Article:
Child care: The Salvos still teach boys and girls in their child's home
Even before the 7.0-magnitude earthquake of January 12, the Caribbean-nation Haiti was not a particularly thriving country.
With a struggling economy, 70% unemployment rate, few public services, a corruption-ridden government and most shocking of all - a 15% infant mortality rate, Haiti was struggling with many of the real-world difficulties of a third-world country.
It is one thing when relatively affluent nations like Australia or the U.S. are hit with an earthquake or tsunami. Yet, when disaster strikes already-struggling third-world economies like Haiti, the victim's difficulties are compounded by the nation's poor economy.
In just 37 seconds, the country's previous health problems seemed almost minor. The country was confronted with a homeless population of 1.5 million, an estimated a death toll of 220,000, unimaginable suffering for 300,000 others and minimal resources for the government to respond. In the weeks that followed, 200,000 people needed amputations, creating a new generation of disable people when some of the healthiest struggle to survive.
Since 1950, The Salvation Army has been a presence in Haiti, which is home to the largest amount of army corps in the Western Hemisphere. Immediately following the earthquake, the Salvos provided medical care to more than 26,000 victims, distributed 7 million meals and 1.5 million gallons of purified water, cooking oil, thousands of tents, cots, tarpaulins and hygiene and cleaning kits.
Lieut-Colonel Bailey is the International Haiti Earthquake Response Director. He comments that though the impact of the recovery process has been 'encouraging' and 'significant,' many of the country's ongoing problems has been troubling, especially since that The Salvation Army's buildings have been destroyed.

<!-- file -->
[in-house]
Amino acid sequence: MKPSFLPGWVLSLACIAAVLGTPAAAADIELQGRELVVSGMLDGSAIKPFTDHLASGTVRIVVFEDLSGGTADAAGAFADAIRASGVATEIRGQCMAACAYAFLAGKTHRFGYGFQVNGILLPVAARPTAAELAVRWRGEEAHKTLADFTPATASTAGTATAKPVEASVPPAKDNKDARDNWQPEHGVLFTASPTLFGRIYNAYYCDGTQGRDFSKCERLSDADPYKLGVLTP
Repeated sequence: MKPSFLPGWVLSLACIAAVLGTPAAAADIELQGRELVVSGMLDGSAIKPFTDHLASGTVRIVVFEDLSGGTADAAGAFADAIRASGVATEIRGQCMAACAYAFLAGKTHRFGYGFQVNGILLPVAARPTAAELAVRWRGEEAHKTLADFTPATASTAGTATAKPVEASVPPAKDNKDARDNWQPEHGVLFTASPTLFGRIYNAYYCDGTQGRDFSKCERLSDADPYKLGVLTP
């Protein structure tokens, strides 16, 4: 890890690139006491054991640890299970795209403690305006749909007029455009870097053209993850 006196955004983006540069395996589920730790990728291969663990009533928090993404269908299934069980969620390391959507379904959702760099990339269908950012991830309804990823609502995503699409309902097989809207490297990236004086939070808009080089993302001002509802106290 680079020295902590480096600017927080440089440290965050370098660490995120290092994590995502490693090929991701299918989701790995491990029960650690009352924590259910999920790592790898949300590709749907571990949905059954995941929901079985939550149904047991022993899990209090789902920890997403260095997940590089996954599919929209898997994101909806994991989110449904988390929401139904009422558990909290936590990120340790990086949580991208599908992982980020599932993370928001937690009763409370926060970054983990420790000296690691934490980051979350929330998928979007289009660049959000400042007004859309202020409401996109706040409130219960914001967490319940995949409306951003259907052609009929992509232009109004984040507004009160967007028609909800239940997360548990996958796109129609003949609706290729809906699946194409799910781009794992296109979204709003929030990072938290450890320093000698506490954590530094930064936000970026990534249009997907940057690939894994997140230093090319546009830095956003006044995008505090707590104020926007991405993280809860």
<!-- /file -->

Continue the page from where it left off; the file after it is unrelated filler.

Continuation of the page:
'The impact of the Army's recovery and development phase has been significant and encouraging. However, the aftermath of Hurricane Tomas, the continued fight against the country's first cholera outbreak in more than 50 years and the aftermath from the recent presidential election process have slowed the rebuilding progress and left many people even more vulnerable,' Lieut-Colonel Bailey said.
Other recovery initiatives include community development-based projects - which support internally displaced persons, children and adolescents in the capital - and financial support to the children dispplaced after the destruction of the Army's children home. The Salvation Army has also built more than 600 temporary shelters in Jacmel - 40 miles from the capital - helping families to protect their children.
Lieut-Colonel Bailey said that problems in Haiti are ongoing, and that The Army needs sustained financial support to help those displaced by the disaster.
'Long after the cameras have gone home and Haiti's plight has disappeared from the news, the rebuilding will continue, one block of hope upon another, ' Lieut-Colonel Bailey said.
'The Salvation Army will be there as well, sharing in that hope as we uphold our commitment to 'build back better' in the months and years to come.'